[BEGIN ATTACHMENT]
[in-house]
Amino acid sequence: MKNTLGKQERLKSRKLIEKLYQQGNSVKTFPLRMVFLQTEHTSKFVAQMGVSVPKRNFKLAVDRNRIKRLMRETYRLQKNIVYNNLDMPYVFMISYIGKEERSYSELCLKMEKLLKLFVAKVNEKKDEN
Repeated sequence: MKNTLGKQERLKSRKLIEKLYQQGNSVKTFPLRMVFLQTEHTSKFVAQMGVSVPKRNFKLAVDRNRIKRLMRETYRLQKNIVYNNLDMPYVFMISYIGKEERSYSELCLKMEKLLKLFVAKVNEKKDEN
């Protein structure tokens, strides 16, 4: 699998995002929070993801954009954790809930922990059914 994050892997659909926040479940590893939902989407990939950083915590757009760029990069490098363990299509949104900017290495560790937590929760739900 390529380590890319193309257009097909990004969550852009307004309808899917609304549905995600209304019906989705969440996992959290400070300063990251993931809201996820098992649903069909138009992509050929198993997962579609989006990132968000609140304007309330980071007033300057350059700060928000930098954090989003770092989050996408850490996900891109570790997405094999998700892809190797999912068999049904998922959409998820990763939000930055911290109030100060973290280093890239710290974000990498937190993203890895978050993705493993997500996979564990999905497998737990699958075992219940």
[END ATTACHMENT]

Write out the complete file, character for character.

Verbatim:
[in-house]
Amino acid sequence: MKNTLGKQERLKSRKLIEKLYQQGNSVKTFPLRMVFLQTEHTSKFVAQMGVSVPKRNFKLAVDRNRIKRLMRETYRLQKNIVYNNLDMPYVFMISYIGKEERSYSELCLKMEKLLKLFVAKVNEKKDEN
Repeated sequence: MKNTLGKQERLKSRKLIEKLYQQGNSVKTFPLRMVFLQTEHTSKFVAQMGVSVPKRNFKLAVDRNRIKRLMRETYRLQKNIVYNNLDMPYVFMISYIGKEERSYSELCLKMEKLLKLFVAKVNEKKDEN
């Protein structure tokens, strides 16, 4: 699998995002929070993801954009954790809930922990059914 994050892997659909926040479940590893939902989407990939950083915590757009760029990069490098363990299509949104900017290495560790937590929760739900 390529380590890319193309257009097909990004969550852009307004309808899917609304549905995600209304019906989705969440996992959290400070300063990251993931809201996820098992649903069909138009992509050929198993997962579609989006990132968000609140304007309330980071007033300057350059700060928000930098954090989003770092989050996408850490996900891109570790997405094999998700892809190797999912068999049904998922959409998820990763939000930055911290109030100060973290280093890239710290974000990498937190993203890895978050993705493993997500996979564990999905497998737990699958075992219940």